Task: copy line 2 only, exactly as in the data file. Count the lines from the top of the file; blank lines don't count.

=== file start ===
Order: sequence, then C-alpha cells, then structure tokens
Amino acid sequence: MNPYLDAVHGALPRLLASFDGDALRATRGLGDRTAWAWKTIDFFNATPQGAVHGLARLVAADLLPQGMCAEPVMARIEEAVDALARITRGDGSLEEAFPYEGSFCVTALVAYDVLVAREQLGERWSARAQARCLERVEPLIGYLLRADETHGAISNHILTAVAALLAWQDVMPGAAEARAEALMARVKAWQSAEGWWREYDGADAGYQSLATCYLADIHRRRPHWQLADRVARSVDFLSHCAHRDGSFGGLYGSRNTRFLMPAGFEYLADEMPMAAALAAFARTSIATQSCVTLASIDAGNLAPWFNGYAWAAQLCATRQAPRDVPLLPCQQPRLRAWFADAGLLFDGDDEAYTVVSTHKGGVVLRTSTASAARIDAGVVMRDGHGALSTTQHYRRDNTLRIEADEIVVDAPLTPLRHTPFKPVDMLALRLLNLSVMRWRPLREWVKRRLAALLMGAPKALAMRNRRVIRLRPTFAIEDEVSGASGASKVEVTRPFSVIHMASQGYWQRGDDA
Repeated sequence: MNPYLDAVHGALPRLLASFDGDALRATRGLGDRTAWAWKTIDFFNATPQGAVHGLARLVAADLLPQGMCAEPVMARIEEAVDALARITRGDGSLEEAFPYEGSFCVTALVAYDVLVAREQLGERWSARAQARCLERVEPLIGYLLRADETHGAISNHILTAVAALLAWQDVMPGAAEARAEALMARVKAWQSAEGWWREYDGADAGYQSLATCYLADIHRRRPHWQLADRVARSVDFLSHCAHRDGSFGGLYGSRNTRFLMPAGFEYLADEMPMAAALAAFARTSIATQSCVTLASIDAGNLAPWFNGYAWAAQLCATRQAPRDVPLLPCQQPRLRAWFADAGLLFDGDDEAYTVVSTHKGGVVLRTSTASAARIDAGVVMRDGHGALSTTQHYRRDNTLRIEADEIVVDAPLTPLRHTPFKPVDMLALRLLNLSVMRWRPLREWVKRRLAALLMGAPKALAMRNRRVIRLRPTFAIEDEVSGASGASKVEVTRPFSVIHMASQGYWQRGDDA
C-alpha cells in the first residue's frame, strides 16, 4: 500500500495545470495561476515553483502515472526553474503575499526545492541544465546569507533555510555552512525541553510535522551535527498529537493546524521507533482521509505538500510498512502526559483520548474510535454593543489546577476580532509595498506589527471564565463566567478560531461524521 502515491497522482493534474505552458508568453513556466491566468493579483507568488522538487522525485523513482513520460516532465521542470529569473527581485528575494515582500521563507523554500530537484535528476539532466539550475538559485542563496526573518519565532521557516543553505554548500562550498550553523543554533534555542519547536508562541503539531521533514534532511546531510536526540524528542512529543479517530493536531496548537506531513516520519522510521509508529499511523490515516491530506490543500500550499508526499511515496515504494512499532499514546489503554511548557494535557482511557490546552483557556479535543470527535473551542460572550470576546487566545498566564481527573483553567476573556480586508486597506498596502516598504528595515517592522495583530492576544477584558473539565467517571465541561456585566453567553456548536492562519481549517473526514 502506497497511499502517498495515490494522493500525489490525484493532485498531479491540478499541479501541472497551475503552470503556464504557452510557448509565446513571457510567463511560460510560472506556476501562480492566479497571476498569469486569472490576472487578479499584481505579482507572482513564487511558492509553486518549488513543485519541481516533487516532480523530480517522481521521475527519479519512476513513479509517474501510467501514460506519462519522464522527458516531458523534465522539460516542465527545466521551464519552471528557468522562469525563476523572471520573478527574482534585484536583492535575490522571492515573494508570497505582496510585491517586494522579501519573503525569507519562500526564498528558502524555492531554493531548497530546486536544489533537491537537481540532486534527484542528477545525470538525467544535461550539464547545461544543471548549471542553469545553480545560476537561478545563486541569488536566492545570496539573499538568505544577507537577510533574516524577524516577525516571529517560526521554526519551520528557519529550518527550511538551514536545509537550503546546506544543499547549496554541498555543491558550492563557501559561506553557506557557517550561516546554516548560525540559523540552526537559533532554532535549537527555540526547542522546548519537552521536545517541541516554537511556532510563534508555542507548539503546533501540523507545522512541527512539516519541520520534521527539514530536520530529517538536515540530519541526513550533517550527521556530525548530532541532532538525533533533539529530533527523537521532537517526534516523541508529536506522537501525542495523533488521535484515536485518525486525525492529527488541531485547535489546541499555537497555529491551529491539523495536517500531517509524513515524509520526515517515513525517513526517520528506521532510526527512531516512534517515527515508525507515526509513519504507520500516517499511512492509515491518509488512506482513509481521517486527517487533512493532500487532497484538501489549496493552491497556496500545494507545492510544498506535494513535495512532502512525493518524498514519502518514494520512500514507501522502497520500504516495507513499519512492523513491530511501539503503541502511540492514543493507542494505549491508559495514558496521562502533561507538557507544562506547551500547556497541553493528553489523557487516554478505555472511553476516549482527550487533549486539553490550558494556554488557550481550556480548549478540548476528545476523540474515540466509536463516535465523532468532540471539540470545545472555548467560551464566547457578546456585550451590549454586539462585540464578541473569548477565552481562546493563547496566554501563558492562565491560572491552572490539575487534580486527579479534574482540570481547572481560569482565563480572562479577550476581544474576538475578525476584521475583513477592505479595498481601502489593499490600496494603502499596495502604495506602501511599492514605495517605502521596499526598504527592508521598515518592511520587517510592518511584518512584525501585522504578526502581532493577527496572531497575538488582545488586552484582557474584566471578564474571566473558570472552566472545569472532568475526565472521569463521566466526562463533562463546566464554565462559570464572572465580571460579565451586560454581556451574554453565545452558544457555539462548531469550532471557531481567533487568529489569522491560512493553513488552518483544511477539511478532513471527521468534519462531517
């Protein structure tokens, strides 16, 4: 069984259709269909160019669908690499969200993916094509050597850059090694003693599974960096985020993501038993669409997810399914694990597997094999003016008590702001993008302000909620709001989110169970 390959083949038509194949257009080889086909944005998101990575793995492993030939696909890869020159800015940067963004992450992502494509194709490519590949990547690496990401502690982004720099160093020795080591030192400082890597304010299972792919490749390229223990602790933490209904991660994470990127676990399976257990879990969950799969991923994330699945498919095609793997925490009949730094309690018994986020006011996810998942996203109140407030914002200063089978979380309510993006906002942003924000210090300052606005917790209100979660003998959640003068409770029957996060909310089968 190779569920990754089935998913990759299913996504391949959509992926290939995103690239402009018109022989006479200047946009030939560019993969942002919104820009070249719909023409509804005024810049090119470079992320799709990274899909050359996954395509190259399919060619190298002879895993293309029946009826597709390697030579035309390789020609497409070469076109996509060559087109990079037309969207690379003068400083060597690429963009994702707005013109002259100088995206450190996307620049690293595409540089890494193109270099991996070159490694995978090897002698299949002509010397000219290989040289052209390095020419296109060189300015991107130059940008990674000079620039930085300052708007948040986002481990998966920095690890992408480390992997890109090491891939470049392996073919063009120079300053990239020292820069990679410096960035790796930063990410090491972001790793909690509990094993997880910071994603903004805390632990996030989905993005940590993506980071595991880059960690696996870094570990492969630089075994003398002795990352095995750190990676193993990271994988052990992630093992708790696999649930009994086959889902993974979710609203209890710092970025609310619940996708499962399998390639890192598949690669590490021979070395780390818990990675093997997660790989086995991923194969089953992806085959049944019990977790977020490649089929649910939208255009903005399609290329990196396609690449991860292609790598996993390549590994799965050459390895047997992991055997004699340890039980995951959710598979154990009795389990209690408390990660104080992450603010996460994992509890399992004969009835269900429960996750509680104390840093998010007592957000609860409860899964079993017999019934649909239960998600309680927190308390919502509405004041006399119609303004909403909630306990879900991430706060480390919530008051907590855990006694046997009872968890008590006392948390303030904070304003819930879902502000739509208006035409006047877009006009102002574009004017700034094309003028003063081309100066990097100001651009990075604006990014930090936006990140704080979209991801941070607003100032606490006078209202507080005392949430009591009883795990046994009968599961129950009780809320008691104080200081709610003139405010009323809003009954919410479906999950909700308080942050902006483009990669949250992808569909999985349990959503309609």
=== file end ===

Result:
Amino acid sequence: MNPYLDAVHGALPRLLASFDGDALRATRGLGDRTAWAWKTIDFFNATPQGAVHGLARLVAADLLPQGMCAEPVMARIEEAVDALARITRGDGSLEEAFPYEGSFCVTALVAYDVLVAREQLGERWSARAQARCLERVEPLIGYLLRADETHGAISNHILTAVAALLAWQDVMPGAAEARAEALMARVKAWQSAEGWWREYDGADAGYQSLATCYLADIHRRRPHWQLADRVARSVDFLSHCAHRDGSFGGLYGSRNTRFLMPAGFEYLADEMPMAAALAAFARTSIATQSCVTLASIDAGNLAPWFNGYAWAAQLCATRQAPRDVPLLPCQQPRLRAWFADAGLLFDGDDEAYTVVSTHKGGVVLRTSTASAARIDAGVVMRDGHGALSTTQHYRRDNTLRIEADEIVVDAPLTPLRHTPFKPVDMLALRLLNLSVMRWRPLREWVKRRLAALLMGAPKALAMRNRRVIRLRPTFAIEDEVSGASGASKVEVTRPFSVIHMASQGYWQRGDDA